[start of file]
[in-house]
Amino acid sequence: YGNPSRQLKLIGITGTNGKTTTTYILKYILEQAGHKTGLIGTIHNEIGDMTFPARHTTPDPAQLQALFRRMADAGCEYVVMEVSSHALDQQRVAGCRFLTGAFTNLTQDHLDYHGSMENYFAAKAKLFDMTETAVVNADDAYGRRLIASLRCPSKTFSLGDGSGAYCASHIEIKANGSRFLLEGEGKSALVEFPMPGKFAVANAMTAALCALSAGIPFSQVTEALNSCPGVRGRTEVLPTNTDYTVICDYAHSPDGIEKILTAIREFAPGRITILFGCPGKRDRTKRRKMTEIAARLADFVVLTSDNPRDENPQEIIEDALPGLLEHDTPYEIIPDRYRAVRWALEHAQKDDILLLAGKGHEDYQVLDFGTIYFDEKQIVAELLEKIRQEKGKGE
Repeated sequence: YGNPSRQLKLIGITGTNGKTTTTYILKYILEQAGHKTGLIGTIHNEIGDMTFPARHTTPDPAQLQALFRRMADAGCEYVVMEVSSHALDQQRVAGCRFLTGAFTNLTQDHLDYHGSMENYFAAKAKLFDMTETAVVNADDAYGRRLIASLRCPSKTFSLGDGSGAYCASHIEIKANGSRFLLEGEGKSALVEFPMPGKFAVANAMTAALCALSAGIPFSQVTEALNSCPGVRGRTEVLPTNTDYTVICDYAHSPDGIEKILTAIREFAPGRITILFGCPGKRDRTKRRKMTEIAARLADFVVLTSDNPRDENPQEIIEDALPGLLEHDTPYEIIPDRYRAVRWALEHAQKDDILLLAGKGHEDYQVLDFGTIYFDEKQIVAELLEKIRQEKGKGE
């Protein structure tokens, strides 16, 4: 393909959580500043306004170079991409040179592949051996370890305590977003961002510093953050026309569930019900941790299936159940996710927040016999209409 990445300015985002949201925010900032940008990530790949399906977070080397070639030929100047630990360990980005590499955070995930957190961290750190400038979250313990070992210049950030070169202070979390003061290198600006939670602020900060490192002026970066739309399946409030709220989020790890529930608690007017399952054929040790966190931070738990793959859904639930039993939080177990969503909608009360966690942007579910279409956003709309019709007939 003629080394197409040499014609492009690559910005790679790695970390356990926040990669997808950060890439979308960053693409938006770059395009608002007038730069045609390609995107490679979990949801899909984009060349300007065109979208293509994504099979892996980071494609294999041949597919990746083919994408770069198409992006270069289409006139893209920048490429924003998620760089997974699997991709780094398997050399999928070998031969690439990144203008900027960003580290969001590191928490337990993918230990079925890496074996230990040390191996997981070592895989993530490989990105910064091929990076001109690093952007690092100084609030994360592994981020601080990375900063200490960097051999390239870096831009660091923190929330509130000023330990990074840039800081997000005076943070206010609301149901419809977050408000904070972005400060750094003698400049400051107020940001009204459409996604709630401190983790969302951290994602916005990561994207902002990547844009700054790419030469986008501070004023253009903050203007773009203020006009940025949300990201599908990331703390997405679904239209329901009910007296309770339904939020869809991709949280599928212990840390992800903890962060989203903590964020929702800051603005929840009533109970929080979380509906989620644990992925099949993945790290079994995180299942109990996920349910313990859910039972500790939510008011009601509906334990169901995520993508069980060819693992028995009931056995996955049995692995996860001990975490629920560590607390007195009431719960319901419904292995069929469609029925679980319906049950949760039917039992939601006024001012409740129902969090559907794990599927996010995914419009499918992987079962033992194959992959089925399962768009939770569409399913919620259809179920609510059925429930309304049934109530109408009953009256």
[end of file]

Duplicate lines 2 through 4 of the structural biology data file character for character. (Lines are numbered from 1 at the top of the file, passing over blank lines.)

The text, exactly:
Amino acid sequence: YGNPSRQLKLIGITGTNGKTTTTYILKYILEQAGHKTGLIGTIHNEIGDMTFPARHTTPDPAQLQALFRRMADAGCEYVVMEVSSHALDQQRVAGCRFLTGAFTNLTQDHLDYHGSMENYFAAKAKLFDMTETAVVNADDAYGRRLIASLRCPSKTFSLGDGSGAYCASHIEIKANGSRFLLEGEGKSALVEFPMPGKFAVANAMTAALCALSAGIPFSQVTEALNSCPGVRGRTEVLPTNTDYTVICDYAHSPDGIEKILTAIREFAPGRITILFGCPGKRDRTKRRKMTEIAARLADFVVLTSDNPRDENPQEIIEDALPGLLEHDTPYEIIPDRYRAVRWALEHAQKDDILLLAGKGHEDYQVLDFGTIYFDEKQIVAELLEKIRQEKGKGE
Repeated sequence: YGNPSRQLKLIGITGTNGKTTTTYILKYILEQAGHKTGLIGTIHNEIGDMTFPARHTTPDPAQLQALFRRMADAGCEYVVMEVSSHALDQQRVAGCRFLTGAFTNLTQDHLDYHGSMENYFAAKAKLFDMTETAVVNADDAYGRRLIASLRCPSKTFSLGDGSGAYCASHIEIKANGSRFLLEGEGKSALVEFPMPGKFAVANAMTAALCALSAGIPFSQVTEALNSCPGVRGRTEVLPTNTDYTVICDYAHSPDGIEKILTAIREFAPGRITILFGCPGKRDRTKRRKMTEIAARLADFVVLTSDNPRDENPQEIIEDALPGLLEHDTPYEIIPDRYRAVRWALEHAQKDDILLLAGKGHEDYQVLDFGTIYFDEKQIVAELLEKIRQEKGKGE
């Protein structure tokens, strides 16, 4: 393909959580500043306004170079991409040179592949051996370890305590977003961002510093953050026309569930019900941790299936159940996710927040016999209409 990445300015985002949201925010900032940008990530790949399906977070080397070639030929100047630990360990980005590499955070995930957190961290750190400038979250313990070992210049950030070169202070979390003061290198600006939670602020900060490192002026970066739309399946409030709220989020790890529930608690007017399952054929040790966190931070738990793959859904639930039993939080177990969503909608009360966690942007579910279409956003709309019709007939 003629080394197409040499014609492009690559910005790679790695970390356990926040990669997808950060890439979308960053693409938006770059395009608002007038730069045609390609995107490679979990949801899909984009060349300007065109979208293509994504099979892996980071494609294999041949597919990746083919994408770069198409992006270069289409006139893209920048490429924003998620760089997974699997991709780094398997050399999928070998031969690439990144203008900027960003580290969001590191928490337990993918230990079925890496074996230990040390191996997981070592895989993530490989990105910064091929990076001109690093952007690092100084609030994360592994981020601080990375900063200490960097051999390239870096831009660091923190929330509130000023330990990074840039800081997000005076943070206010609301149901419809977050408000904070972005400060750094003698400049400051107020940001009204459409996604709630401190983790969302951290994602916005990561994207902002990547844009700054790419030469986008501070004023253009903050203007773009203020006009940025949300990201599908990331703390997405679904239209329901009910007296309770339904939020869809991709949280599928212990840390992800903890962060989203903590964020929702800051603005929840009533109970929080979380509906989620644990992925099949993945790290079994995180299942109990996920349910313990859910039972500790939510008011009601509906334990169901995520993508069980060819693992028995009931056995996955049995692995996860001990975490629920560590607390007195009431719960319901419904292995069929469609029925679980319906049950949760039917039992939601006024001012409740129902969090559907794990599927996010995914419009499918992987079962033992194959992959089925399962768009939770569409399913919620259809179920609510059925429930309304049934109530109408009953009256």